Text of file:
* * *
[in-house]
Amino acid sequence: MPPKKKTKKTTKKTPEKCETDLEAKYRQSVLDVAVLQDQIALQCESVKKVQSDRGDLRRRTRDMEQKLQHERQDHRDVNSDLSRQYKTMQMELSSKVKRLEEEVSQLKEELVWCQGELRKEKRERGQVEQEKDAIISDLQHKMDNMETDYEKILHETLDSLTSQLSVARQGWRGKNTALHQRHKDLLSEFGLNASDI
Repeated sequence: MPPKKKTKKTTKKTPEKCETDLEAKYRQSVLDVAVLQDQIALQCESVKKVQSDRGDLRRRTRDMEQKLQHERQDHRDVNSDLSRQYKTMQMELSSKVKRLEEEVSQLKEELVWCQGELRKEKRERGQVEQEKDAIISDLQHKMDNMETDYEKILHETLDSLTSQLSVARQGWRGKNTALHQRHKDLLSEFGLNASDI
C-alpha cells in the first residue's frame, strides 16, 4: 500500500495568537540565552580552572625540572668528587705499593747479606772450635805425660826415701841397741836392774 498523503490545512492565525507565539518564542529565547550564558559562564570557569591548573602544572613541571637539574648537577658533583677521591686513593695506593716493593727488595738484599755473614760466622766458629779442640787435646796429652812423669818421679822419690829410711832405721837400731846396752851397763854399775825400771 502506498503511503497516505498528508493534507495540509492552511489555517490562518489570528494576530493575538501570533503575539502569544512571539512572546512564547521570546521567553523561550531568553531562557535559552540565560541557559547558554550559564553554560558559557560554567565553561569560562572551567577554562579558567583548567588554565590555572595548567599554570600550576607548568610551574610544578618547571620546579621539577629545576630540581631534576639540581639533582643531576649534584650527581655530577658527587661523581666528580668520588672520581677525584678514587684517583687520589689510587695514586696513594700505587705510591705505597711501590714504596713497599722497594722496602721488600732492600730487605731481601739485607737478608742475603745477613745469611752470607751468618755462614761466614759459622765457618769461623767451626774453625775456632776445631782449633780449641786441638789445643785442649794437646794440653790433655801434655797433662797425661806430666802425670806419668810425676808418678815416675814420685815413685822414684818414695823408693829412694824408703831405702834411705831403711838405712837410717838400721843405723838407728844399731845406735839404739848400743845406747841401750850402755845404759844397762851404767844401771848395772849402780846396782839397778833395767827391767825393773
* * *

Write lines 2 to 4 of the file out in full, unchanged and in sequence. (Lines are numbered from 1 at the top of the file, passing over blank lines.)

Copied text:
Amino acid sequence: MPPKKKTKKTTKKTPEKCETDLEAKYRQSVLDVAVLQDQIALQCESVKKVQSDRGDLRRRTRDMEQKLQHERQDHRDVNSDLSRQYKTMQMELSSKVKRLEEEVSQLKEELVWCQGELRKEKRERGQVEQEKDAIISDLQHKMDNMETDYEKILHETLDSLTSQLSVARQGWRGKNTALHQRHKDLLSEFGLNASDI
Repeated sequence: MPPKKKTKKTTKKTPEKCETDLEAKYRQSVLDVAVLQDQIALQCESVKKVQSDRGDLRRRTRDMEQKLQHERQDHRDVNSDLSRQYKTMQMELSSKVKRLEEEVSQLKEELVWCQGELRKEKRERGQVEQEKDAIISDLQHKMDNMETDYEKILHETLDSLTSQLSVARQGWRGKNTALHQRHKDLLSEFGLNASDI
C-alpha cells in the first residue's frame, strides 16, 4: 500500500495568537540565552580552572625540572668528587705499593747479606772450635805425660826415701841397741836392774 498523503490545512492565525507565539518564542529565547550564558559562564570557569591548573602544572613541571637539574648537577658533583677521591686513593695506593716493593727488595738484599755473614760466622766458629779442640787435646796429652812423669818421679822419690829410711832405721837400731846396752851397763854399775825400771 502506498503511503497516505498528508493534507495540509492552511489555517490562518489570528494576530493575538501570533503575539502569544512571539512572546512564547521570546521567553523561550531568553531562557535559552540565560541557559547558554550559564553554560558559557560554567565553561569560562572551567577554562579558567583548567588554565590555572595548567599554570600550576607548568610551574610544578618547571620546579621539577629545576630540581631534576639540581639533582643531576649534584650527581655530577658527587661523581666528580668520588672520581677525584678514587684517583687520589689510587695514586696513594700505587705510591705505597711501590714504596713497599722497594722496602721488600732492600730487605731481601739485607737478608742475603745477613745469611752470607751468618755462614761466614759459622765457618769461623767451626774453625775456632776445631782449633780449641786441638789445643785442649794437646794440653790433655801434655797433662797425661806430666802425670806419668810425676808418678815416675814420685815413685822414684818414695823408693829412694824408703831405702834411705831403711838405712837410717838400721843405723838407728844399731845406735839404739848400743845406747841401750850402755845404759844397762851404767844401771848395772849402780846396782839397778833395767827391767825393773